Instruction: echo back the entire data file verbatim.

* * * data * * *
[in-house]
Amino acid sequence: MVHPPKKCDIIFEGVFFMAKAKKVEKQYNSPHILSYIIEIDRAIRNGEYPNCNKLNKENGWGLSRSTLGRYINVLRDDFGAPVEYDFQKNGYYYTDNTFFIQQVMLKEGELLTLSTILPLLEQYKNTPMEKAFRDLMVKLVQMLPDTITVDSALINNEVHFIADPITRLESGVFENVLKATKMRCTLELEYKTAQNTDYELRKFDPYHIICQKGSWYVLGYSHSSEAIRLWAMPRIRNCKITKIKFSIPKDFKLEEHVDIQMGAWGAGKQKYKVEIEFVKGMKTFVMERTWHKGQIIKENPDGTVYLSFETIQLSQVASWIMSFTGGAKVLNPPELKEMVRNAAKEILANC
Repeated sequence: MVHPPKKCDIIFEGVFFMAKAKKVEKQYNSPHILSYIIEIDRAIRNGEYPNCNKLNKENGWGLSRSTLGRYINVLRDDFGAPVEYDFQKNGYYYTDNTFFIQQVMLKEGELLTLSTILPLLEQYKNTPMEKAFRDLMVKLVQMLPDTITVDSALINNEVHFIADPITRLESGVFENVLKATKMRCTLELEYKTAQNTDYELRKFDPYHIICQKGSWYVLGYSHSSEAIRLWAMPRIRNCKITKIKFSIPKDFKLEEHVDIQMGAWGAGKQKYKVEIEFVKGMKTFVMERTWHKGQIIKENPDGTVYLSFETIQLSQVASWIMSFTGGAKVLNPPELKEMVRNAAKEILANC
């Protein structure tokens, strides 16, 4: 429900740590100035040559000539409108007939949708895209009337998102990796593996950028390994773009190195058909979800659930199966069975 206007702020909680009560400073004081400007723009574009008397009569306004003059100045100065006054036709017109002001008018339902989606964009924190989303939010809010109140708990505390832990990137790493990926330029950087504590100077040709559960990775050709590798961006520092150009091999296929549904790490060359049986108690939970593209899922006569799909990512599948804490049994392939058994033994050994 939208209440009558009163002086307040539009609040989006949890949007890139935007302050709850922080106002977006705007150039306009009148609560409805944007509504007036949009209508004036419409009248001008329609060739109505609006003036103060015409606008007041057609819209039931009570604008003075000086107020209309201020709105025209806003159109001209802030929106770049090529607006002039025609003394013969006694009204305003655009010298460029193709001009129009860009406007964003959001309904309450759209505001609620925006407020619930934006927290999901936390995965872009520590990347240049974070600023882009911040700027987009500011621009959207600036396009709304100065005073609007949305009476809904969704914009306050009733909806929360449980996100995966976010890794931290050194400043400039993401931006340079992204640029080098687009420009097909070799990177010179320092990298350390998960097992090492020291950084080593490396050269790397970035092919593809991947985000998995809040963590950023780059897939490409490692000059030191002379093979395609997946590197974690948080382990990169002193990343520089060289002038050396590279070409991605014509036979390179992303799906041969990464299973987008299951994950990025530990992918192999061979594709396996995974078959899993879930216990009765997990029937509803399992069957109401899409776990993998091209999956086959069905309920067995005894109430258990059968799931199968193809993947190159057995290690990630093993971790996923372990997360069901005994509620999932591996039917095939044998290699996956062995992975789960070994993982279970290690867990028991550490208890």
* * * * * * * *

[in-house]
Amino acid sequence: MVHPPKKCDIIFEGVFFMAKAKKVEKQYNSPHILSYIIEIDRAIRNGEYPNCNKLNKENGWGLSRSTLGRYINVLRDDFGAPVEYDFQKNGYYYTDNTFFIQQVMLKEGELLTLSTILPLLEQYKNTPMEKAFRDLMVKLVQMLPDTITVDSALINNEVHFIADPITRLESGVFENVLKATKMRCTLELEYKTAQNTDYELRKFDPYHIICQKGSWYVLGYSHSSEAIRLWAMPRIRNCKITKIKFSIPKDFKLEEHVDIQMGAWGAGKQKYKVEIEFVKGMKTFVMERTWHKGQIIKENPDGTVYLSFETIQLSQVASWIMSFTGGAKVLNPPELKEMVRNAAKEILANC
Repeated sequence: MVHPPKKCDIIFEGVFFMAKAKKVEKQYNSPHILSYIIEIDRAIRNGEYPNCNKLNKENGWGLSRSTLGRYINVLRDDFGAPVEYDFQKNGYYYTDNTFFIQQVMLKEGELLTLSTILPLLEQYKNTPMEKAFRDLMVKLVQMLPDTITVDSALINNEVHFIADPITRLESGVFENVLKATKMRCTLELEYKTAQNTDYELRKFDPYHIICQKGSWYVLGYSHSSEAIRLWAMPRIRNCKITKIKFSIPKDFKLEEHVDIQMGAWGAGKQKYKVEIEFVKGMKTFVMERTWHKGQIIKENPDGTVYLSFETIQLSQVASWIMSFTGGAKVLNPPELKEMVRNAAKEILANC
């Protein structure tokens, strides 16, 4: 429900740590100035040559000539409108007939949708895209009337998102990796593996950028390994773009190195058909979800659930199966069975 206007702020909680009560400073004081400007723009574009008397009569306004003059100045100065006054036709017109002001008018339902989606964009924190989303939010809010109140708990505390832990990137790493990926330029950087504590100077040709559960990775050709590798961006520092150009091999296929549904790490060359049986108690939970593209899922006569799909990512599948804490049994392939058994033994050994 939208209440009558009163002086307040539009609040989006949890949007890139935007302050709850922080106002977006705007150039306009009148609560409805944007509504007036949009209508004036419409009248001008329609060739109505609006003036103060015409606008007041057609819209039931009570604008003075000086107020209309201020709105025209806003159109001209802030929106770049090529607006002039025609003394013969006694009204305003655009010298460029193709001009129009860009406007964003959001309904309450759209505001609620925006407020619930934006927290999901936390995965872009520590990347240049974070600023882009911040700027987009500011621009959207600036396009709304100065005073609007949305009476809904969704914009306050009733909806929360449980996100995966976010890794931290050194400043400039993401931006340079992204640029080098687009420009097909070799990177010179320092990298350390998960097992090492020291950084080593490396050269790397970035092919593809991947985000998995809040963590950023780059897939490409490692000059030191002379093979395609997946590197974690948080382990990169002193990343520089060289002038050396590279070409991605014509036979390179992303799906041969990464299973987008299951994950990025530990992918192999061979594709396996995974078959899993879930216990009765997990029937509803399992069957109401899409776990993998091209999956086959069905309920067995005894109430258990059968799931199968193809993947190159057995290690990630093993971790996923372990997360069901005994509620999932591996039917095939044998290699996956062995992975789960070994993982279970290690867990028991550490208890």